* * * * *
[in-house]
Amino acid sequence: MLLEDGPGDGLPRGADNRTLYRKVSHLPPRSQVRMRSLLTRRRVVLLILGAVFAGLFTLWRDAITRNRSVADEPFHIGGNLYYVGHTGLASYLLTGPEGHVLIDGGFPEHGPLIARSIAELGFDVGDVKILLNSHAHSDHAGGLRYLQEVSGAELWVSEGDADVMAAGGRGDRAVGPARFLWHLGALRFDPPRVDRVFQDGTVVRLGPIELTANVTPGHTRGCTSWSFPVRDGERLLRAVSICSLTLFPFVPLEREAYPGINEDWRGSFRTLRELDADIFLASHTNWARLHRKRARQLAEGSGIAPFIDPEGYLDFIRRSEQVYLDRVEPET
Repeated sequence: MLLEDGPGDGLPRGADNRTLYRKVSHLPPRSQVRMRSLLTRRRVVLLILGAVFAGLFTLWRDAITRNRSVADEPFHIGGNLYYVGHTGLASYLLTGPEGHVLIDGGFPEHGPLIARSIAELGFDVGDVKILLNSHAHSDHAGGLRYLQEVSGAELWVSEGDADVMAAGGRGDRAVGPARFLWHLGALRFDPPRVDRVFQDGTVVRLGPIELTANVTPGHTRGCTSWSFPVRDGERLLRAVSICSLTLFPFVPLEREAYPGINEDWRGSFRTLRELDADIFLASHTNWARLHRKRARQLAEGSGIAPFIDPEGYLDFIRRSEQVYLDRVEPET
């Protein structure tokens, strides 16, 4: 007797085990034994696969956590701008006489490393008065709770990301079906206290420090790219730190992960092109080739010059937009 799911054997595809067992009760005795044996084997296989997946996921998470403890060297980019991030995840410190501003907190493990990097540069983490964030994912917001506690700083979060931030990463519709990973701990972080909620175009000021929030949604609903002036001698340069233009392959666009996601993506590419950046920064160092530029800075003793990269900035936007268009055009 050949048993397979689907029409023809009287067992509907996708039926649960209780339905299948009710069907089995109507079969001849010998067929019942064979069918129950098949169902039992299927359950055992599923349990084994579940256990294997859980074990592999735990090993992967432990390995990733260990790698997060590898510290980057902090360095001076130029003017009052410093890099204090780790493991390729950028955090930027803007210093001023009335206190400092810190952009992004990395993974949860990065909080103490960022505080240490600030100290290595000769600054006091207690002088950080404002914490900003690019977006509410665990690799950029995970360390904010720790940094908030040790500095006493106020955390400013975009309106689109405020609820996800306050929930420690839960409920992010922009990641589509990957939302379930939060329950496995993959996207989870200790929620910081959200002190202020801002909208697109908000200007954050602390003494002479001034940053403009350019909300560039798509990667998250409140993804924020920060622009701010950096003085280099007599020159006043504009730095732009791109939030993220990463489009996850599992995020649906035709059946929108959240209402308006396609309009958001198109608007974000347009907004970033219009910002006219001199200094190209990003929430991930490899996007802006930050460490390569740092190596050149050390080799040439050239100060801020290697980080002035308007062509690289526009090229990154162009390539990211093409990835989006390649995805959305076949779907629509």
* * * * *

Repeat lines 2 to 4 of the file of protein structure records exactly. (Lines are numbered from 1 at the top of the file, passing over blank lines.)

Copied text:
Amino acid sequence: MLLEDGPGDGLPRGADNRTLYRKVSHLPPRSQVRMRSLLTRRRVVLLILGAVFAGLFTLWRDAITRNRSVADEPFHIGGNLYYVGHTGLASYLLTGPEGHVLIDGGFPEHGPLIARSIAELGFDVGDVKILLNSHAHSDHAGGLRYLQEVSGAELWVSEGDADVMAAGGRGDRAVGPARFLWHLGALRFDPPRVDRVFQDGTVVRLGPIELTANVTPGHTRGCTSWSFPVRDGERLLRAVSICSLTLFPFVPLEREAYPGINEDWRGSFRTLRELDADIFLASHTNWARLHRKRARQLAEGSGIAPFIDPEGYLDFIRRSEQVYLDRVEPET
Repeated sequence: MLLEDGPGDGLPRGADNRTLYRKVSHLPPRSQVRMRSLLTRRRVVLLILGAVFAGLFTLWRDAITRNRSVADEPFHIGGNLYYVGHTGLASYLLTGPEGHVLIDGGFPEHGPLIARSIAELGFDVGDVKILLNSHAHSDHAGGLRYLQEVSGAELWVSEGDADVMAAGGRGDRAVGPARFLWHLGALRFDPPRVDRVFQDGTVVRLGPIELTANVTPGHTRGCTSWSFPVRDGERLLRAVSICSLTLFPFVPLEREAYPGINEDWRGSFRTLRELDADIFLASHTNWARLHRKRARQLAEGSGIAPFIDPEGYLDFIRRSEQVYLDRVEPET
């Protein structure tokens, strides 16, 4: 007797085990034994696969956590701008006489490393008065709770990301079906206290420090790219730190992960092109080739010059937009 799911054997595809067992009760005795044996084997296989997946996921998470403890060297980019991030995840410190501003907190493990990097540069983490964030994912917001506690700083979060931030990463519709990973701990972080909620175009000021929030949604609903002036001698340069233009392959666009996601993506590419950046920064160092530029800075003793990269900035936007268009055009 050949048993397979689907029409023809009287067992509907996708039926649960209780339905299948009710069907089995109507079969001849010998067929019942064979069918129950098949169902039992299927359950055992599923349990084994579940256990294997859980074990592999735990090993992967432990390995990733260990790698997060590898510290980057902090360095001076130029003017009052410093890099204090780790493991390729950028955090930027803007210093001023009335206190400092810190952009992004990395993974949860990065909080103490960022505080240490600030100290290595000769600054006091207690002088950080404002914490900003690019977006509410665990690799950029995970360390904010720790940094908030040790500095006493106020955390400013975009309106689109405020609820996800306050929930420690839960409920992010922009990641589509990957939302379930939060329950496995993959996207989870200790929620910081959200002190202020801002909208697109908000200007954050602390003494002479001034940053403009350019909300560039798509990667998250409140993804924020920060622009701010950096003085280099007599020159006043504009730095732009791109939030993220990463489009996850599992995020649906035709059946929108959240209402308006396609309009958001198109608007974000347009907004970033219009910002006219001199200094190209990003929430991930490899996007802006930050460490390569740092190596050149050390080799040439050239100060801020290697980080002035308007062509690289526009090229990154162009390539990211093409990835989006390649995805959305076949779907629509």